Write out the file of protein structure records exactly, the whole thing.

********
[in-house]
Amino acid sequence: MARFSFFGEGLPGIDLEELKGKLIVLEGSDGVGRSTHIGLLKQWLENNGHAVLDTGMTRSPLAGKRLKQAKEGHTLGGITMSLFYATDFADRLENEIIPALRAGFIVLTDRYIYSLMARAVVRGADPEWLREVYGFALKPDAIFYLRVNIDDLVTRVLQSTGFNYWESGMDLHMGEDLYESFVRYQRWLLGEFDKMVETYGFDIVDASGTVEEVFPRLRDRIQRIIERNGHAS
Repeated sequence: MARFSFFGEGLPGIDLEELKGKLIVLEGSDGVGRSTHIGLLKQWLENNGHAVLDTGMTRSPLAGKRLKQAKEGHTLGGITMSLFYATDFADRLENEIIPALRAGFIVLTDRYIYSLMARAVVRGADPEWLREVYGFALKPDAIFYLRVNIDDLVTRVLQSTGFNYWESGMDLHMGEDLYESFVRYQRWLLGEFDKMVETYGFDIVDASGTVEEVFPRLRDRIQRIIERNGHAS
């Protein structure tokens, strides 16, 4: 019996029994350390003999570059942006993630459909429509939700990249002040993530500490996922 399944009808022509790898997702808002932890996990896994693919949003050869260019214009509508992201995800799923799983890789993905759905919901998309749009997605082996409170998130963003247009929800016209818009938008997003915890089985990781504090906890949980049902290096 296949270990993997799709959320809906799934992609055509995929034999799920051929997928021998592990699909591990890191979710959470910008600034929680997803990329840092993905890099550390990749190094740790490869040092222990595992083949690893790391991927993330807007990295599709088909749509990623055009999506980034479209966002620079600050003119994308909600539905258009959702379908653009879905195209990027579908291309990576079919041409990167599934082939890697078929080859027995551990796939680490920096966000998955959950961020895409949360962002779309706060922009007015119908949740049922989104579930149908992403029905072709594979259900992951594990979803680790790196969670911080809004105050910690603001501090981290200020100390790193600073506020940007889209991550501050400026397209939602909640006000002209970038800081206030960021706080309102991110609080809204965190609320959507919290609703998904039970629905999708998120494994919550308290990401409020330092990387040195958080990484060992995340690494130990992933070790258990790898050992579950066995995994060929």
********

[in-house]
Amino acid sequence: MARFSFFGEGLPGIDLEELKGKLIVLEGSDGVGRSTHIGLLKQWLENNGHAVLDTGMTRSPLAGKRLKQAKEGHTLGGITMSLFYATDFADRLENEIIPALRAGFIVLTDRYIYSLMARAVVRGADPEWLREVYGFALKPDAIFYLRVNIDDLVTRVLQSTGFNYWESGMDLHMGEDLYESFVRYQRWLLGEFDKMVETYGFDIVDASGTVEEVFPRLRDRIQRIIERNGHAS
Repeated sequence: MARFSFFGEGLPGIDLEELKGKLIVLEGSDGVGRSTHIGLLKQWLENNGHAVLDTGMTRSPLAGKRLKQAKEGHTLGGITMSLFYATDFADRLENEIIPALRAGFIVLTDRYIYSLMARAVVRGADPEWLREVYGFALKPDAIFYLRVNIDDLVTRVLQSTGFNYWESGMDLHMGEDLYESFVRYQRWLLGEFDKMVETYGFDIVDASGTVEEVFPRLRDRIQRIIERNGHAS
């Protein structure tokens, strides 16, 4: 019996029994350390003999570059942006993630459909429509939700990249002040993530500490996922 399944009808022509790898997702808002932890996990896994693919949003050869260019214009509508992201995800799923799983890789993905759905919901998309749009997605082996409170998130963003247009929800016209818009938008997003915890089985990781504090906890949980049902290096 296949270990993997799709959320809906799934992609055509995929034999799920051929997928021998592990699909591990890191979710959470910008600034929680997803990329840092993905890099550390990749190094740790490869040092222990595992083949690893790391991927993330807007990295599709088909749509990623055009999506980034479209966002620079600050003119994308909600539905258009959702379908653009879905195209990027579908291309990576079919041409990167599934082939890697078929080859027995551990796939680490920096966000998955959950961020895409949360962002779309706060922009007015119908949740049922989104579930149908992403029905072709594979259900992951594990979803680790790196969670911080809004105050910690603001501090981290200020100390790193600073506020940007889209991550501050400026397209939602909640006000002209970038800081206030960021706080309102991110609080809204965190609320959507919290609703998904039970629905999708998120494994919550308290990401409020330092990387040195958080990484060992995340690494130990992933070790258990790898050992579950066995995994060929």